I did not know anyone here in Edinburgh or in London who queued or would have even considered it. They all thought it was mad to spend so much time just to see “a box with a flag on it.”


Yes, surprise is a very good word describing my feelings towards a situation where people (many of whom are not royalists) used their personal time to sit in front of TV to watch the funeral of someone unrelated to them because this person has a lot of money and for that reason is said to be more important than them.

As a citizen of Poland where we don’t have monarchy, I am unable to grasp the logic of this entire event however I have no personal dislike for people choosing to do this.

I was also very surprised that a lot of businesses were told to close that day and their employees lost an entire day of payment which in the current post-COVID and post-Brexit economic situation might mean a lot of money to some people – and possibly meaning providing heating for this winter.

Question 4:


I found that many if my friends, family & partner shared the same sentiments of the event.


My husband, Ian, and many of my friends in the UK are against the royal family and believe we shouldn’t have a monarchy. They also feel that the monarchy, as it is now, symbolizes the old British empire. The monarchy’s current wealth stems from the empire in some way, the royal family owes apologies and reparations for some of the atrocities that took place around the globe under British rule.

My friends in America are much more pro-monarchy and interested in the royal family and any gossip around them. 


I’m not sure, I tried to avoid this subject as I thought it might be argument prone.

Question 5:


I think the new king will bring many people together, & continue in his duty to preserve the Queen’s legacy, as well as striving to maintain the duties that are bestowed to him, and carry them out in the very best way he can.


Hopefully the end of this super-rich monarchy.

Money that this family gathered over hundreds of years by exploiting the very people they claim to protect should be restored to the people of the United Kingdom.

Especially during such economic difficulties.

Perhaps a modest model of monarchy could be adopted by this family following the example of many European royal families.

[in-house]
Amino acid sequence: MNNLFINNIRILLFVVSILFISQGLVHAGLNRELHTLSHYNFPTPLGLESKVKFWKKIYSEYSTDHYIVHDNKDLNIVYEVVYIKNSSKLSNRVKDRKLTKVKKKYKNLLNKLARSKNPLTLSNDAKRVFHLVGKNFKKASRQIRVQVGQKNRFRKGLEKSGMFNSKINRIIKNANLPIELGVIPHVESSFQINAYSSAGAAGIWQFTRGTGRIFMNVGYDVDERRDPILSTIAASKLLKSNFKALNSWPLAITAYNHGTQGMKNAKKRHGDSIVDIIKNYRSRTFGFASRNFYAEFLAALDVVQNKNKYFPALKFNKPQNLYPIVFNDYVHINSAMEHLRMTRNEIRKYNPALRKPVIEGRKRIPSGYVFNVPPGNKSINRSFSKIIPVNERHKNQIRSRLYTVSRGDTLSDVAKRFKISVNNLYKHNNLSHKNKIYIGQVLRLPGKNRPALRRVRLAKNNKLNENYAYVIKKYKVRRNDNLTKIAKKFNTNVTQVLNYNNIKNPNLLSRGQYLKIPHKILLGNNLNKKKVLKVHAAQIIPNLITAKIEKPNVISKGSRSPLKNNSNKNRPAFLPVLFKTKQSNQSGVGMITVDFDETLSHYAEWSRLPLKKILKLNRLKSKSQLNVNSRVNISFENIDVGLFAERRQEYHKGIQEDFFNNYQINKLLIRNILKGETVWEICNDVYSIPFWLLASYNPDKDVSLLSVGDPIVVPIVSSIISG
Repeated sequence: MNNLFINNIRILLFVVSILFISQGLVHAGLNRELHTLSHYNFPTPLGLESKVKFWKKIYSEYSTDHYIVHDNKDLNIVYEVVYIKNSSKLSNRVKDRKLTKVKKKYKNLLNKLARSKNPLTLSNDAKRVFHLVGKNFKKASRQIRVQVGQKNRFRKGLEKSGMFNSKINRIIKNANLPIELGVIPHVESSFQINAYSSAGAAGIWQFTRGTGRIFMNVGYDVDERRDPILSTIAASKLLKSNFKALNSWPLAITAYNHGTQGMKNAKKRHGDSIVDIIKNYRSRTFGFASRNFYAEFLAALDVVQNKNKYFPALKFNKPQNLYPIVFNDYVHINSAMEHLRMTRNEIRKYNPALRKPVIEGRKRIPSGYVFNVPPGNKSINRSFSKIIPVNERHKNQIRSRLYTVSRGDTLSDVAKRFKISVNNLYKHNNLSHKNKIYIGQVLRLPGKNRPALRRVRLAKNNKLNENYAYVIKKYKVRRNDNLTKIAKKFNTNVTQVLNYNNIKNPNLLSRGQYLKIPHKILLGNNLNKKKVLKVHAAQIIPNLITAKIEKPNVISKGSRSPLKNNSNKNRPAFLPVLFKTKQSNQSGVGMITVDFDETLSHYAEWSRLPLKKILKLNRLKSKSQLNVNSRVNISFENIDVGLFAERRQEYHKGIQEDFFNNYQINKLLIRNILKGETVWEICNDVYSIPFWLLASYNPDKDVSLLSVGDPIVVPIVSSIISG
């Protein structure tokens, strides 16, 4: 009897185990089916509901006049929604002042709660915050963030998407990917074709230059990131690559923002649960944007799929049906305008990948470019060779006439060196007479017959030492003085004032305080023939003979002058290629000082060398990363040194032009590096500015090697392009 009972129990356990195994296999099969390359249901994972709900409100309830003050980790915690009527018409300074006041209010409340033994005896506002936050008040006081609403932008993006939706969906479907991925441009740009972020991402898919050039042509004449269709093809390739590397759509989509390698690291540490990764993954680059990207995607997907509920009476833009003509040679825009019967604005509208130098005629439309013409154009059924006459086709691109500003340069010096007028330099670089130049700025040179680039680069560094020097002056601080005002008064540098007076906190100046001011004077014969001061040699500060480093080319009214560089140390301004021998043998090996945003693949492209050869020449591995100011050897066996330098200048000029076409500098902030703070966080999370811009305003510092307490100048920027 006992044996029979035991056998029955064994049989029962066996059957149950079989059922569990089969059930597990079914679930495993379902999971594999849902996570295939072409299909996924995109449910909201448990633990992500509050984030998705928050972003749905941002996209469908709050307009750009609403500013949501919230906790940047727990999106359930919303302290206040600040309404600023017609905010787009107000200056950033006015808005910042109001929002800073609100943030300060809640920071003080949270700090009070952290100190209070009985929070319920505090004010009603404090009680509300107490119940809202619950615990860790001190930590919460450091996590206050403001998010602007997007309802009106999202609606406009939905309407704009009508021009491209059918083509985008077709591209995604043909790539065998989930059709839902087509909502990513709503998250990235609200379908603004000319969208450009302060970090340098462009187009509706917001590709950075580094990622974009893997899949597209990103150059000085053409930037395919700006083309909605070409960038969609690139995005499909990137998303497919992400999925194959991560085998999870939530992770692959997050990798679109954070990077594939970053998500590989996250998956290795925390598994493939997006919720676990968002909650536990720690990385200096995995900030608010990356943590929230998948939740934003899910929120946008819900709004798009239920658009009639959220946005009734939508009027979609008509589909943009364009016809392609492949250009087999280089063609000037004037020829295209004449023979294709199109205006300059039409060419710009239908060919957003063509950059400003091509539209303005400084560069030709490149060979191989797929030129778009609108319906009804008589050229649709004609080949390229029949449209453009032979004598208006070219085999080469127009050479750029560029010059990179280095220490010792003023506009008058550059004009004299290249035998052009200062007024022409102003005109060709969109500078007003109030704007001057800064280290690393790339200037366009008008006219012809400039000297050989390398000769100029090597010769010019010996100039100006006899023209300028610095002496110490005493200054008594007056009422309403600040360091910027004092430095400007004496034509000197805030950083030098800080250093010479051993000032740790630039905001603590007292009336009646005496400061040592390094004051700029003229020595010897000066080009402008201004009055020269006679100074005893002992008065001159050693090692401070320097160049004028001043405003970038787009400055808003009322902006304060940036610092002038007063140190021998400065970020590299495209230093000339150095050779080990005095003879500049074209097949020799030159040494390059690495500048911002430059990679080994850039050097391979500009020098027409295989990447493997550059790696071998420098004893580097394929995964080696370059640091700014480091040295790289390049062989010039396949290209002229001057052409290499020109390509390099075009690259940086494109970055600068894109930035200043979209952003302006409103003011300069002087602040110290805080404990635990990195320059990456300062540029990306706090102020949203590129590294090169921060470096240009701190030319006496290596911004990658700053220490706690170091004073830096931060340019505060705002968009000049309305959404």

My concerns are that this September one very rich lady died due to an old age and the whole nation mourned her. This winter 1000’s of old ladies will die due to lack of money for heating and proper care and the whole nation will not even know about this.

Learn English Through Culture | About our English Language School

We’re an English language school based in Crieff in Scotland.

We offer bespoke English language immersion holidays. One of our priorities is giving our guests ‘real’ and ‘authentic’ experiences of Scotland. 

Of course, we’re well aware of the contradictions inherent in showing people the ‘real’ Scotland.

As soon as it’s on display, it’s no longer ‘real’. It’s curated. 

However, we introduce you to lots of ‘invisible’ and ‘behind-the-scenes’ aspects – and let you form your own opinions on things.


Essentially, our goal is not to reduce any part of our culture  – or tell you what to think and like – but to show you, as much as we can, the things that we love.

Ruth, 2022

Immersion English Holidays – With a Difference

Places and communities are infinitely complex. There’s so much to talk about!

The Blue Noun blog is intended to demonstrate some of the ways we try to share our culture and communities with you: and it’s not by telling you what to think – but by showing you things we love, mixed with some English learning tips and resources.   

On all our English conversation holidays, we introduce you to the people within Scotland, to hear their voices and stories – and discover their crafts, businesses, products and personalities.

Thank You!

My deepest gratitude to my friends Dave, Katy and ‘Urszula’ for taking the time to share their thoughts and feelings.

Further Information

Find out about Strathearn Welcome: A local community group created to support refugees: Fundraising, Information & Support.

Learn more here.